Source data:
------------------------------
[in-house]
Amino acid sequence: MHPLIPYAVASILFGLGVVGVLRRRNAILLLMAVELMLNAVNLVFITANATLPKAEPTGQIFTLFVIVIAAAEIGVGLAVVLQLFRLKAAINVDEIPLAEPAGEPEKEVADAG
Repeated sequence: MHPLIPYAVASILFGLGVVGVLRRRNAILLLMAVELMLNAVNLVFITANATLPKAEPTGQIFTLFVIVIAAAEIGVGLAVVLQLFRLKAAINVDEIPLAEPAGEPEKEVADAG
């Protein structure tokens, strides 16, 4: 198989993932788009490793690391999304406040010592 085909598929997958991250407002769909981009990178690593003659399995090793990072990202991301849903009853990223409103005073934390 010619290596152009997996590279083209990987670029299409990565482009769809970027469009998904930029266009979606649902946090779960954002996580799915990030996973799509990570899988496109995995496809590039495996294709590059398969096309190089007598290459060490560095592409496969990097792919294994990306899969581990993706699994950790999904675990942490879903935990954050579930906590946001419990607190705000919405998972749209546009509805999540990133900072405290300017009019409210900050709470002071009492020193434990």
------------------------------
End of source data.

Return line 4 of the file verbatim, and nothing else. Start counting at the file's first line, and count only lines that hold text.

């Protein structure tokens, strides 16, 4: 198989993932788009490793690391999304406040010592 085909598929997958991250407002769909981009990178690593003659399995090793990072990202991301849903009853990223409103005073934390 010619290596152009997996590279083209990987670029299409990565482009769809970027469009998904930029266009979606649902946090779960954002996580799915990030996973799509990570899988496109995995496809590039495996294709590059398969096309190089007598290459060490560095592409496969990097792919294994990306899969581990993706699994950790999904675990942490879903935990954050579930906590946001419990607190705000919405998972749209546009509805999540990133900072405290300017009019409210900050709470002071009492020193434990």